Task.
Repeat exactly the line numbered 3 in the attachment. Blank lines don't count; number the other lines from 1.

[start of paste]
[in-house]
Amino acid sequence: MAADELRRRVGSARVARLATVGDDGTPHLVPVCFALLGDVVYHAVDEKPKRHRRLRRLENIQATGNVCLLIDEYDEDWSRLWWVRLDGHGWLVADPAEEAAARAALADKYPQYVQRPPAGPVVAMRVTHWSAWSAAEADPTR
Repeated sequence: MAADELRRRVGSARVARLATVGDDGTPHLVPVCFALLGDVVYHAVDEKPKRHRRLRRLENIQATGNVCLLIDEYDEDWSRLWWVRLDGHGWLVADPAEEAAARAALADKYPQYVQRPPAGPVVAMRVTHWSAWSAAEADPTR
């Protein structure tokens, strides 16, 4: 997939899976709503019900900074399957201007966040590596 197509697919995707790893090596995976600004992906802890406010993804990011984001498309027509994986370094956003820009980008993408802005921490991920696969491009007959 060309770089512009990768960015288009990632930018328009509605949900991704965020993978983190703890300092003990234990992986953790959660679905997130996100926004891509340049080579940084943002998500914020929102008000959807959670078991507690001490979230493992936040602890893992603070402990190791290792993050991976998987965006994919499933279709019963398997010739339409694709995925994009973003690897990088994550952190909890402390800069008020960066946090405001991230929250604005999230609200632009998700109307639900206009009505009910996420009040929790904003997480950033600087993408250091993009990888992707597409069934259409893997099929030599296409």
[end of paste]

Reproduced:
Repeated sequence: MAADELRRRVGSARVARLATVGDDGTPHLVPVCFALLGDVVYHAVDEKPKRHRRLRRLENIQATGNVCLLIDEYDEDWSRLWWVRLDGHGWLVADPAEEAAARAALADKYPQYVQRPPAGPVVAMRVTHWSAWSAAEADPTR